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Summer Staff Compensation Reflections

18 Aug 2021 9:25 PM | Jen Burch (Administrator)

Highlights of 8/6/21 UMCRM Community Conversation

What has been UM camping's history of summer staff compensation?

  • We have been slow to keep up with summer staff raises.
  • Other cost increases, which have been out of our control, became the priority, pushing summer staff raises down the list of things to fund.
  • Typically we struggle every year in hiring enough quality summer staff. This year, all industries were struggling to hire staff.
  • We have been afraid to raise camper rates. It is an important value to keep camp accessible for every child.
  • We know that returning staff are exponentially more valuable the longer they stay, but salary increases do not reflect that value.
  • Bonuses (hiring bonuses or end-of-summer bonuses) have become more popular in recent years.

Why is increasing summer staff salary base pay important?

  • Higher wages bring the opportunity of working at camp to a more diverse group of people. Affording to work at camp currently could be considered a "privilege." Only those with other sources of financial support can work at a low wage.
  • Increasing wages is the norm in the business industry right now. Increasing the pay rate will make camping more competitive with other industries trying to hire the same demographic.
  • "The experience" of being on summer staff is not enough to get young people to apply for these positions, or may not outweigh the realities of the cost of living and education.
  • United Methodist doctrines and Social Principles support fair pay and justice for workers.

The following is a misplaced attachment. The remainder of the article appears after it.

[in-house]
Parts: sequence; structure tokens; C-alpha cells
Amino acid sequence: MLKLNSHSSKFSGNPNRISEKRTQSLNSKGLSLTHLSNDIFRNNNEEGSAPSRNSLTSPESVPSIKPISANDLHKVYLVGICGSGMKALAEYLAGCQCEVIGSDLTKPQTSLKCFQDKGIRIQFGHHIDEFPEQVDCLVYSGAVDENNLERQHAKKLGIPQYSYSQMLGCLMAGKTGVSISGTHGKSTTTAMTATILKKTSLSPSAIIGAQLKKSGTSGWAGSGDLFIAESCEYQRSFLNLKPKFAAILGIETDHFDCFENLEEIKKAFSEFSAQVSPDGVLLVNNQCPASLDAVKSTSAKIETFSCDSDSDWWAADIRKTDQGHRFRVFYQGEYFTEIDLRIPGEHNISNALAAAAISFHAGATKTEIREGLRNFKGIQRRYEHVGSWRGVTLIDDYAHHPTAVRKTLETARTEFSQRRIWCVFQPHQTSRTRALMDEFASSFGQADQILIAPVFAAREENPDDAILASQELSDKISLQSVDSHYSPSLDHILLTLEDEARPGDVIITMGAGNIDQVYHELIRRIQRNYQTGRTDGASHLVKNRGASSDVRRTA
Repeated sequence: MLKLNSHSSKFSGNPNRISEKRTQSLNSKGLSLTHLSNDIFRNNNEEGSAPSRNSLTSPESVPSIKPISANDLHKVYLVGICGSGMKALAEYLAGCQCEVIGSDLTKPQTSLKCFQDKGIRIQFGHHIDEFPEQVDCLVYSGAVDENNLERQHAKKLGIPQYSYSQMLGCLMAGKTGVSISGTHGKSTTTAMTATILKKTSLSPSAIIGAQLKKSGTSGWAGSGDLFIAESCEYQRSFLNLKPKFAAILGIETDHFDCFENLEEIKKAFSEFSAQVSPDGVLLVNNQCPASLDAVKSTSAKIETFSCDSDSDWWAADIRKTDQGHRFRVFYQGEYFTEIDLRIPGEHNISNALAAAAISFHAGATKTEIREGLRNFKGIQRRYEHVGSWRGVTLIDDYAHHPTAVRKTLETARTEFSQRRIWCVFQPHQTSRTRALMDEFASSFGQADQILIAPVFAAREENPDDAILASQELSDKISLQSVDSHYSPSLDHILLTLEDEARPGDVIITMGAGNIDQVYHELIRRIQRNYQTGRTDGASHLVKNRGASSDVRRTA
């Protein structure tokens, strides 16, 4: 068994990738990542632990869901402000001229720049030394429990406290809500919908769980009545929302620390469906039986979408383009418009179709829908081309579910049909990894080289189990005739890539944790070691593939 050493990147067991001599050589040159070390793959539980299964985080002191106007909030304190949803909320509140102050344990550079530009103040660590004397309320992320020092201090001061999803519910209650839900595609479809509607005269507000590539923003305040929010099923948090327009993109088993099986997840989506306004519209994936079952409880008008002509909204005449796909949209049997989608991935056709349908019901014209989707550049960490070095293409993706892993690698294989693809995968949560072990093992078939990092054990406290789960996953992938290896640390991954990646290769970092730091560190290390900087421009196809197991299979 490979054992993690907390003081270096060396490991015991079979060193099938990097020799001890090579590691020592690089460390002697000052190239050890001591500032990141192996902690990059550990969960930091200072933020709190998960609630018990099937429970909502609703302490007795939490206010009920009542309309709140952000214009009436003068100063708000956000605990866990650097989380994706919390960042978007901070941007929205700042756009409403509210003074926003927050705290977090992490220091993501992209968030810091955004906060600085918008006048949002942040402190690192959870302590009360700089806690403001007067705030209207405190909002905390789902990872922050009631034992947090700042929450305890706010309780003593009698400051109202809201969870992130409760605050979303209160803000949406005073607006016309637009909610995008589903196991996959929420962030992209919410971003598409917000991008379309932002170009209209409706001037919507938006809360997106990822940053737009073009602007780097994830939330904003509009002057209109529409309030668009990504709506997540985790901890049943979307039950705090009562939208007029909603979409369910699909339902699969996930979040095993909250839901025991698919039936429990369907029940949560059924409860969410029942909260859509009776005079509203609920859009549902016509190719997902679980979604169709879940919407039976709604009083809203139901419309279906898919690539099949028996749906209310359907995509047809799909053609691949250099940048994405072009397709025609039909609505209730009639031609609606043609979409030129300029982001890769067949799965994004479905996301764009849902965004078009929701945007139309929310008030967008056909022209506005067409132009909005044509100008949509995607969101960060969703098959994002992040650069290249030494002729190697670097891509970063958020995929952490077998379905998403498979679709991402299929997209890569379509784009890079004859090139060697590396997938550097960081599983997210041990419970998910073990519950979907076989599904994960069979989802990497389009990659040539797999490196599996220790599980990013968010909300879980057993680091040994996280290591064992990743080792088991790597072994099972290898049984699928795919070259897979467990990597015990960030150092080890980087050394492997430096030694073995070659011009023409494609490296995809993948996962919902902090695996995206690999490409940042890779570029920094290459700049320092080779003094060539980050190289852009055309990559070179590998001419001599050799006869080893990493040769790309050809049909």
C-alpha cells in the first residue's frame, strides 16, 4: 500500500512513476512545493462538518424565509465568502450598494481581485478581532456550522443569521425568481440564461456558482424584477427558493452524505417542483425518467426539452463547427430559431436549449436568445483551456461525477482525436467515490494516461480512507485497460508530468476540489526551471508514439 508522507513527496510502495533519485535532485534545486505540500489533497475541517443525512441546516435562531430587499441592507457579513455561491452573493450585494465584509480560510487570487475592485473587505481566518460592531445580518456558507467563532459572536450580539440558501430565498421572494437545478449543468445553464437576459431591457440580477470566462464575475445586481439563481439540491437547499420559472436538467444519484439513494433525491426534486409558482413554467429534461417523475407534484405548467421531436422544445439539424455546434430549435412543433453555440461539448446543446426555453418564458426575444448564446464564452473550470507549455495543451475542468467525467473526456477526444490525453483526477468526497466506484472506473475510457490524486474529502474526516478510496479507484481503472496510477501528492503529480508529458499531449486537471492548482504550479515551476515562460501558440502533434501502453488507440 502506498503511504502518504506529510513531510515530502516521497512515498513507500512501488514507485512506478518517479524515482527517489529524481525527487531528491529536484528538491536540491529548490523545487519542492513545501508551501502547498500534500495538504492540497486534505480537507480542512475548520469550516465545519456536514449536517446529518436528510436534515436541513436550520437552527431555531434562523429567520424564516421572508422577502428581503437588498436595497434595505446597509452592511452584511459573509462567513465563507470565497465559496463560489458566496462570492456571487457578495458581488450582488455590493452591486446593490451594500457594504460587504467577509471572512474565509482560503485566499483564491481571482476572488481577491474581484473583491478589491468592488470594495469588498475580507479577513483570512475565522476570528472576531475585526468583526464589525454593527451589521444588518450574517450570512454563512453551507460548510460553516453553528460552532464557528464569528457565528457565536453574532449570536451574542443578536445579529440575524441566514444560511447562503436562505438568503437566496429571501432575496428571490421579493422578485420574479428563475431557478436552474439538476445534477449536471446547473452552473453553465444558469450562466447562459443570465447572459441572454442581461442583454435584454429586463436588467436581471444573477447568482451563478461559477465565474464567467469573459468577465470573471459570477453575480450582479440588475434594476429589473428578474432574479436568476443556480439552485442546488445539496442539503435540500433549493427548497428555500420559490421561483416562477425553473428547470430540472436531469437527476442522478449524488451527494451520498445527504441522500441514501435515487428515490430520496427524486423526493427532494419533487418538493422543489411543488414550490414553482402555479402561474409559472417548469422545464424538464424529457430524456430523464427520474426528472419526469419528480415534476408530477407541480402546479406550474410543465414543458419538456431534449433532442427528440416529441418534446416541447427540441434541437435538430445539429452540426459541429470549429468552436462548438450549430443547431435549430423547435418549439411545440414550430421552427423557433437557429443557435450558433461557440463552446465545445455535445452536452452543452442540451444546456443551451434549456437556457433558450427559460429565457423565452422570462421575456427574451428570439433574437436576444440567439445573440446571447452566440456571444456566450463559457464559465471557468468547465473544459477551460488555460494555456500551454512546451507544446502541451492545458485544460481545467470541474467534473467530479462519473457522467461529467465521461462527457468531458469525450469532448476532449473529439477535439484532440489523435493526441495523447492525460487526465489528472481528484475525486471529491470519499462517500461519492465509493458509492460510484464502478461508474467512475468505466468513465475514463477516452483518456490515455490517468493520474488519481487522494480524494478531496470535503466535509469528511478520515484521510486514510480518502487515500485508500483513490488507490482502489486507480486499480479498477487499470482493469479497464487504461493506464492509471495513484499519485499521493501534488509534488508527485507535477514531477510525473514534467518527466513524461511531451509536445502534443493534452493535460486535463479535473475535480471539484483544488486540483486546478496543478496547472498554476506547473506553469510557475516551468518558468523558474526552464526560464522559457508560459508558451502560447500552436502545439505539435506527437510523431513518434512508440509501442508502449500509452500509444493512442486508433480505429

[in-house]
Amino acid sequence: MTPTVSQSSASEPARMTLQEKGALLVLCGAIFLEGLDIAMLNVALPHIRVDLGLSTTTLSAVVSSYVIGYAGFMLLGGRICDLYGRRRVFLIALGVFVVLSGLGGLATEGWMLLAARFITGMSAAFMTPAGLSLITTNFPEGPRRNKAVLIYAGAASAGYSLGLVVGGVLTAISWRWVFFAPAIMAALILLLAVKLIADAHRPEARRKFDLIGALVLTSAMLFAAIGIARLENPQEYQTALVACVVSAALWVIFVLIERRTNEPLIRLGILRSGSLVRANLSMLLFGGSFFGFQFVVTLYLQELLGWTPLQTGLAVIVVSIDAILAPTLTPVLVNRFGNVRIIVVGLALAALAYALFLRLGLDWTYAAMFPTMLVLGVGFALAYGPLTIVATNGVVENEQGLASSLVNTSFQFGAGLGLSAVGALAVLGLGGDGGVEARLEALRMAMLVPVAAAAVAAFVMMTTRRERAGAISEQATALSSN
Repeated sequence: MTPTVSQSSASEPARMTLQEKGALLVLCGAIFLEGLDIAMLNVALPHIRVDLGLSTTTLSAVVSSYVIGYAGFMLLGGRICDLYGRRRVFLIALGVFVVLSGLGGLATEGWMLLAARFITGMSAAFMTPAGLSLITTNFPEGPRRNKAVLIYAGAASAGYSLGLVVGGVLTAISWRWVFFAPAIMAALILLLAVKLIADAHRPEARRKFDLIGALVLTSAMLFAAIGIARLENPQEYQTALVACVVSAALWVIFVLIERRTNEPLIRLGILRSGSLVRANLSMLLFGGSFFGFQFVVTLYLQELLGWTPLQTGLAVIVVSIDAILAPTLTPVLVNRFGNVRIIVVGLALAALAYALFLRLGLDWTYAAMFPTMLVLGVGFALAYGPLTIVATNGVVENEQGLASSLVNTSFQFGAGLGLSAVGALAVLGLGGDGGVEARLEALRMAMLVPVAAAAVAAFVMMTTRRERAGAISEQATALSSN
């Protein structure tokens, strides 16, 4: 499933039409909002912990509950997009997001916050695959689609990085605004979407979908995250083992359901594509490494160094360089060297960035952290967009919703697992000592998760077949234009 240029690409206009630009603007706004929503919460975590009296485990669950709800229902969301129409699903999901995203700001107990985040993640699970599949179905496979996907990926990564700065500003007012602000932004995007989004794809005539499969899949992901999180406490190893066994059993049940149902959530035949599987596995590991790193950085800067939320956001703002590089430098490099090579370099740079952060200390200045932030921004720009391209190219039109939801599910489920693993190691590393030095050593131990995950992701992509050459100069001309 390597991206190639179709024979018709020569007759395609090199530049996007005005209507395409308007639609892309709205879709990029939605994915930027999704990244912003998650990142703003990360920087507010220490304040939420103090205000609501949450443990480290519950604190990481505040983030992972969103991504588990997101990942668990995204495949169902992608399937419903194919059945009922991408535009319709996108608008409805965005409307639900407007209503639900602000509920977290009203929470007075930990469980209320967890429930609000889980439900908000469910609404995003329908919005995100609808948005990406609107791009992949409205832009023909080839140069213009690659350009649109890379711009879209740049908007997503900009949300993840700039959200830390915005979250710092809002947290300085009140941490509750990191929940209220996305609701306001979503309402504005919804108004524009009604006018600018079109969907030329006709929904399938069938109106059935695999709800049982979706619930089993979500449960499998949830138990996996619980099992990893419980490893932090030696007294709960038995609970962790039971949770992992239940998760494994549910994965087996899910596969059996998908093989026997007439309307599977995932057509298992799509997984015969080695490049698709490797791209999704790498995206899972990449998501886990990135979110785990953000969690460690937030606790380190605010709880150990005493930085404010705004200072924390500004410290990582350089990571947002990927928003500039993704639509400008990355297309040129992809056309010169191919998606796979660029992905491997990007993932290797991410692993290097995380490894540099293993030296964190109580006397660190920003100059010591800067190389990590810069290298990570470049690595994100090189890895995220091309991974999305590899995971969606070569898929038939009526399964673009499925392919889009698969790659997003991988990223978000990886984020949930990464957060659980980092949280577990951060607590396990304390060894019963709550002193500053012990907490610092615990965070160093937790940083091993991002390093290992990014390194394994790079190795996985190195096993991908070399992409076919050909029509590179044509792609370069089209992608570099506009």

• Paying more will influence how we are perceived in the marketplace. What we charge and what we pay sets a certain expectation.

So how do we fund it?

  • Change the camper fee structure; adopt or adjust tiered pricing.
  • Charge the actual cost of camp, front-loading scholarships rather than cutting expenses.
  • Provide payment plans for families to pay for camp throughout the whole year, instead of all at one time.
  • Strengthen fundraising efforts. Consider who benefits from us having excellent, well-compensated camp staff (camper families, churches, local businesses...)?
  • Reach out to civic organizations like Rotary Club to sponsor leadership development through multi-year bonuses.
  • Reach out to larger churches to fund salaries.
  • Invite conferences or other denominational entities to provide support, interpreting the value of camps in culture of call and young clergy recruitment.
  • "Adopt A Counselor" program - donors sponsor a staff salary but also serve as a prayer partner, send care packages, etc. Fun way to engage staff alumni.
  • Change end of summer bonuses and other incentives into a weekly pay increase.
  • Take incremental steps to increase the base salary over several years so your budget doesn't take a huge hit all in a single year.

Special thanks to UMCRM colleague Nick Coenen (Pine Lake, WI) for initiating this conversation. Many of us came away with a new idea or insight, and it helps to know that other camps struggle with the same challenges. Feel free to add your thoughts in the comments!

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